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Claude Hagege promotes the diversity of languages and denounce the hegemony of the pesnée unique.

Professor at College de France and linguist Claude Hagege rebelled against the dominance of the English language and his way of thinking in a book published last March by Editions Odile Jacob against the pensée unique.

Far from being a mere denunciation, the book is also an accurate account of the hegemony of English and its consequences. Thereby inviting the reader to respond and resist: “Today it is about physical extermination, but intellectual, political and economic enslavement. France must resist, “says the author at the end of his book.

With globalization, English is playing an increasingly important role and carries with it “neoliberal ideology”, ways of thinking.

In support of his speech, Claude Hagege cites numerous examples, such as the market for scientific patents, which English largely dominates; the translation of such is being increasingly rare

Resisting linguistic diversity and focus

Claude Hagege, Emeritus linguist, polyglot and winner of the gold medal of the CNRS, calls for the reintegration of French in areas where it disappeared (science, technology, economics…) and for the diversity of languages in general, vector creativity and inventiveness.

It offers some ideas for that favour the use of French in France, promoting French Alliances around the world…

A successful author

Notable work of Claude Hagège inculdes : le Français et les Siècles, le Souffle de la langue, l’Enfant aux deux langues, Halte à la mort des langueswhich have been very sucessful

A new internationally orientated school of literary translation.

Last April “Le Centre National du Livre” (National Book Centre), launched a new experimental training programme for young French and foreign literary translators, who have already had one of their translations published. The objective of the course is to develop their translation skills as opposed to their language skills.

Up until 23rd June, fifteen candidates will participate each Saturday in the course based in Paris, which is distinguished by a new pedagogical approach. Olivier Mannoni, president of the Association of French Literary Translators is the department manager.

“Inter-language” education.

Using methods considered innovative, classes are divided into two stages. In the morning practical exchanges with the professional publishing world (translators, editors, lawyers, rights managers…) will be held to introduce students to their future professional environment. In the afternoon students can expect a combination of translating texts, various different language combinations and culture study. Organised by experienced literary translators, this collective approach aims to develop literary translation techniques. All book genres and text types (thriller, drama, poetry…) will be discussed.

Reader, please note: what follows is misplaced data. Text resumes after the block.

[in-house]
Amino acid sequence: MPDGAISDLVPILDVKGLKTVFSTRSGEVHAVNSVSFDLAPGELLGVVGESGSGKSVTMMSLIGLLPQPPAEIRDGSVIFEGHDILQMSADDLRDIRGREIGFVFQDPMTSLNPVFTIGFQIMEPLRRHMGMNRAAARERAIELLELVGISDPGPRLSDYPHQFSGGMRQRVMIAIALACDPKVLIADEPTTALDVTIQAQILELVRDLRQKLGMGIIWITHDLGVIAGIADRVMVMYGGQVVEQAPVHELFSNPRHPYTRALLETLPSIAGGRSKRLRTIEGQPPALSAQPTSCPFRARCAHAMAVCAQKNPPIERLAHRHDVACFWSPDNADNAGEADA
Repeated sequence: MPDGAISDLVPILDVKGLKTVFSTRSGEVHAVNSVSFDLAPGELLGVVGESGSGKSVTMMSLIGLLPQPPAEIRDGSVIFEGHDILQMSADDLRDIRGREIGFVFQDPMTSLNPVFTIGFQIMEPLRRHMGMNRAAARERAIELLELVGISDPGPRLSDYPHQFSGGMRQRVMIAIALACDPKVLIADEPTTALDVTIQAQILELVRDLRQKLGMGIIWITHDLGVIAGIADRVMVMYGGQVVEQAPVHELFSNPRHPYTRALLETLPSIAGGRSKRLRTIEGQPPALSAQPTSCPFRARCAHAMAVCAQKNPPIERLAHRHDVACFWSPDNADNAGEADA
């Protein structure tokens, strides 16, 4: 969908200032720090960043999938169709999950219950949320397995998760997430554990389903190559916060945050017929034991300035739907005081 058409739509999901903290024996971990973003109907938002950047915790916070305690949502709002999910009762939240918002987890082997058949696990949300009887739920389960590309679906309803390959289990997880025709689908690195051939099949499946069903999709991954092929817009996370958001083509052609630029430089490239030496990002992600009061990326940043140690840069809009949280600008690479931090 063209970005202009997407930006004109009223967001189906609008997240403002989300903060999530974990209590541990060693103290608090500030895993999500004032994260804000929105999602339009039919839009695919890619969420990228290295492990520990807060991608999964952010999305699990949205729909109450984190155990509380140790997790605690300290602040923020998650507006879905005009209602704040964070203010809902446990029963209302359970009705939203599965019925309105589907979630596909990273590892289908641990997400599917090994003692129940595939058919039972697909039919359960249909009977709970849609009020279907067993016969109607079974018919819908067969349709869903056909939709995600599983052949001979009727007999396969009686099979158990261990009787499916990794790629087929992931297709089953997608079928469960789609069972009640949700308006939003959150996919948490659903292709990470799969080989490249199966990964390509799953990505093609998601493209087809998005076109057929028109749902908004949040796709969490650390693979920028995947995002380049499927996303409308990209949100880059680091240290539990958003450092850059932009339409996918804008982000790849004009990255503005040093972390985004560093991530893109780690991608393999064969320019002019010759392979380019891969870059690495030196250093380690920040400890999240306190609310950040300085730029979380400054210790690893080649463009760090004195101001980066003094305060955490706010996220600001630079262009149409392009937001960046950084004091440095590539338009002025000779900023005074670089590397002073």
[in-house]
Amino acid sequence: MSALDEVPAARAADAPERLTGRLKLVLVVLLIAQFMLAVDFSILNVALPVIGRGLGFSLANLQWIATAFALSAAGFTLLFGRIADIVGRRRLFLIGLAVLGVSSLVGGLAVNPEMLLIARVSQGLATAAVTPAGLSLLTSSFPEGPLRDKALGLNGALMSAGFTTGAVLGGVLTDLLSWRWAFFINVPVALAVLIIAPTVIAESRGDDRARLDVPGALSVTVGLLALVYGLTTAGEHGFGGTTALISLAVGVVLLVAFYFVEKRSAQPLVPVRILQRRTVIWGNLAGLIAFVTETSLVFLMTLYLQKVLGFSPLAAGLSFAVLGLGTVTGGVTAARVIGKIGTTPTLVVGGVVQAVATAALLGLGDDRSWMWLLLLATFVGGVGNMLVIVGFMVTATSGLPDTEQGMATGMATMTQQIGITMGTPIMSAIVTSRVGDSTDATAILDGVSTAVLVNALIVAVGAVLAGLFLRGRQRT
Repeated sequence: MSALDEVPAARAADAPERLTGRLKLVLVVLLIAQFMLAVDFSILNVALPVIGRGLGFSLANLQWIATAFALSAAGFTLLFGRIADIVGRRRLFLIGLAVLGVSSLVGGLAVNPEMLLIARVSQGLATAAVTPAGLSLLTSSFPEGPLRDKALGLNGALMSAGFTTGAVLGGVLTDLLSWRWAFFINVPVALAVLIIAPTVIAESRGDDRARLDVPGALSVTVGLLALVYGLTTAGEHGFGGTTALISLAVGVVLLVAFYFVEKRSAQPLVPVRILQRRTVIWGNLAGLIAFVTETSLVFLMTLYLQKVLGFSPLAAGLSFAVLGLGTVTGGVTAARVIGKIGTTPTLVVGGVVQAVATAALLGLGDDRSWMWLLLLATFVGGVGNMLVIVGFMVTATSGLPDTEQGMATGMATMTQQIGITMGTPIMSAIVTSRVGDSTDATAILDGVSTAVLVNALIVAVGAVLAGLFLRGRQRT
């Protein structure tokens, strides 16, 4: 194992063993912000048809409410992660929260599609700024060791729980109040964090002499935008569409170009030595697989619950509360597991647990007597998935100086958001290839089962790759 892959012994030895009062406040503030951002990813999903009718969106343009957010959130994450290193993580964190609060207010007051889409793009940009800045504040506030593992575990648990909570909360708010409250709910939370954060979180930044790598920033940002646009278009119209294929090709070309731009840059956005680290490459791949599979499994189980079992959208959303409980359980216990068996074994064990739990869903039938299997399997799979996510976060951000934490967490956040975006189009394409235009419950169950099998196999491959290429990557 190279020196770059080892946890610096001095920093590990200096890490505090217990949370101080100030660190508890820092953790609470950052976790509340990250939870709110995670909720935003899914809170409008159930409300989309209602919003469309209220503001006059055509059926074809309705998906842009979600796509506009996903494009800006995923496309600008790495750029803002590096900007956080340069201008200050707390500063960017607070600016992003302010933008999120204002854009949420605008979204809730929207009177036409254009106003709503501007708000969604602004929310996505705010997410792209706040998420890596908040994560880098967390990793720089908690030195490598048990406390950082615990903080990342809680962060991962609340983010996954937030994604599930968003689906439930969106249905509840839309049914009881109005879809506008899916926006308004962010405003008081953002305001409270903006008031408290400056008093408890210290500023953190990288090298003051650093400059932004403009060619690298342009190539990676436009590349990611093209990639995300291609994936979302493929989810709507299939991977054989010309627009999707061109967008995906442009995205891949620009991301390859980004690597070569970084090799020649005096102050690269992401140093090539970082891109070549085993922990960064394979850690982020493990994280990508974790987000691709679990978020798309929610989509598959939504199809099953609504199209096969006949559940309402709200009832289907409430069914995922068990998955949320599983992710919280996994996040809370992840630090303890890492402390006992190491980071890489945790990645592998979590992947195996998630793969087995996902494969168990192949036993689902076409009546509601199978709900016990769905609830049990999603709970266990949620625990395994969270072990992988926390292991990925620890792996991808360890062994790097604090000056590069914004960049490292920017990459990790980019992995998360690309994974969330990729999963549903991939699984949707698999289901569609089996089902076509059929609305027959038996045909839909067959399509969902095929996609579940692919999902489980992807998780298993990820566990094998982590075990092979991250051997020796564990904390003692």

After this first experimental session, the school will definitely be launched in September and will offer a two-year course.

Meeting the demands of professionals

This project follows discussions held for years by the National Book Centre, the Association of French Literary Translators and the publishing world. It aims to meet the needs of publishers in search of experienced professional translators specialising in rare language combinations, and literary translation professionals, hoping to pass the baton and pass on their skills.

INALCO professional forum

The national institute of oriental languages and civilisations (INALCO) invites language lovers to its second professional forum, which takes place on the 8th February, at its headquarters: 65, rue des Grands Moulins, Paris 13e.

INALCO is one of the main language and cultural universities in the world. With an international reputation for its excellent courses, INALCO is more than capable of interpreting businesses, political, economical and geographical systems, and the history of countries based in Asia, Oceania, Central and Eastern Europe, the Americas and the Middle East. IN total 93 languages and cultures are taught and there are over 8000 students from 114 different countries.

To participate in INALCOS professional forum: Tel: 003301817010

The advantages of translating mobile software

Mobile applications are becoming more and more apparent on the market and studies have shown that the translation of such apps can considerably increase their profitability. Distimo have carried out a study, which has revealed that the availability of an application in a foreign language has many advantages.

The French to English translation and vice versa of an application could most definitely generate an increase in revenue and allows for a higher market visibility. Emerging markets, including Asian countries are also seeking such apps to be available in their own language. The translation of such apps has therefore become an interesting strategy for developers searching for new markets.